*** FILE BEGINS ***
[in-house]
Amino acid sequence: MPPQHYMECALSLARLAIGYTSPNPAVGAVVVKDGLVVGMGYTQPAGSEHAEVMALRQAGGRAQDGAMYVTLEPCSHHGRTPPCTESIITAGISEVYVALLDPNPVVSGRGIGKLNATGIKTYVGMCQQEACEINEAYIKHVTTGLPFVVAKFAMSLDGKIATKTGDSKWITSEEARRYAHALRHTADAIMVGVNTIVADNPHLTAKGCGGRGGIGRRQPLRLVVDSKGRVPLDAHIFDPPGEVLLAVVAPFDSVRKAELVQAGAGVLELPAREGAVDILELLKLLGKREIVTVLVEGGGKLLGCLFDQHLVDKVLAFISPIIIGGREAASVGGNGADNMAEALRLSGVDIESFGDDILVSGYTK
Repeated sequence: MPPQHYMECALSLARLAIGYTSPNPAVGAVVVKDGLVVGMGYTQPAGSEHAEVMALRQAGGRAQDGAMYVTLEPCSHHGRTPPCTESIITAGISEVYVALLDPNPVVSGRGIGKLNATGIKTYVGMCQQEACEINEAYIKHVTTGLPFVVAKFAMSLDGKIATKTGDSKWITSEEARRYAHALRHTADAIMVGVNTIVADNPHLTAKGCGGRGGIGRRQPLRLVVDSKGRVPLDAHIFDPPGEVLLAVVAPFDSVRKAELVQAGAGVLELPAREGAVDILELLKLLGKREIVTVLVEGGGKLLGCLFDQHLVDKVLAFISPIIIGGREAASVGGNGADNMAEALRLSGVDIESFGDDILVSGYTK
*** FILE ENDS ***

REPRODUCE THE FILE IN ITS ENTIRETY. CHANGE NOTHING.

[in-house]
Amino acid sequence: MPPQHYMECALSLARLAIGYTSPNPAVGAVVVKDGLVVGMGYTQPAGSEHAEVMALRQAGGRAQDGAMYVTLEPCSHHGRTPPCTESIITAGISEVYVALLDPNPVVSGRGIGKLNATGIKTYVGMCQQEACEINEAYIKHVTTGLPFVVAKFAMSLDGKIATKTGDSKWITSEEARRYAHALRHTADAIMVGVNTIVADNPHLTAKGCGGRGGIGRRQPLRLVVDSKGRVPLDAHIFDPPGEVLLAVVAPFDSVRKAELVQAGAGVLELPAREGAVDILELLKLLGKREIVTVLVEGGGKLLGCLFDQHLVDKVLAFISPIIIGGREAASVGGNGADNMAEALRLSGVDIESFGDDILVSGYTK
Repeated sequence: MPPQHYMECALSLARLAIGYTSPNPAVGAVVVKDGLVVGMGYTQPAGSEHAEVMALRQAGGRAQDGAMYVTLEPCSHHGRTPPCTESIITAGISEVYVALLDPNPVVSGRGIGKLNATGIKTYVGMCQQEACEINEAYIKHVTTGLPFVVAKFAMSLDGKIATKTGDSKWITSEEARRYAHALRHTADAIMVGVNTIVADNPHLTAKGCGGRGGIGRRQPLRLVVDSKGRVPLDAHIFDPPGEVLLAVVAPFDSVRKAELVQAGAGVLELPAREGAVDILELLKLLGKREIVTVLVEGGGKLLGCLFDQHLVDKVLAFISPIIIGGREAASVGGNGADNMAEALRLSGVDIESFGDDILVSGYTK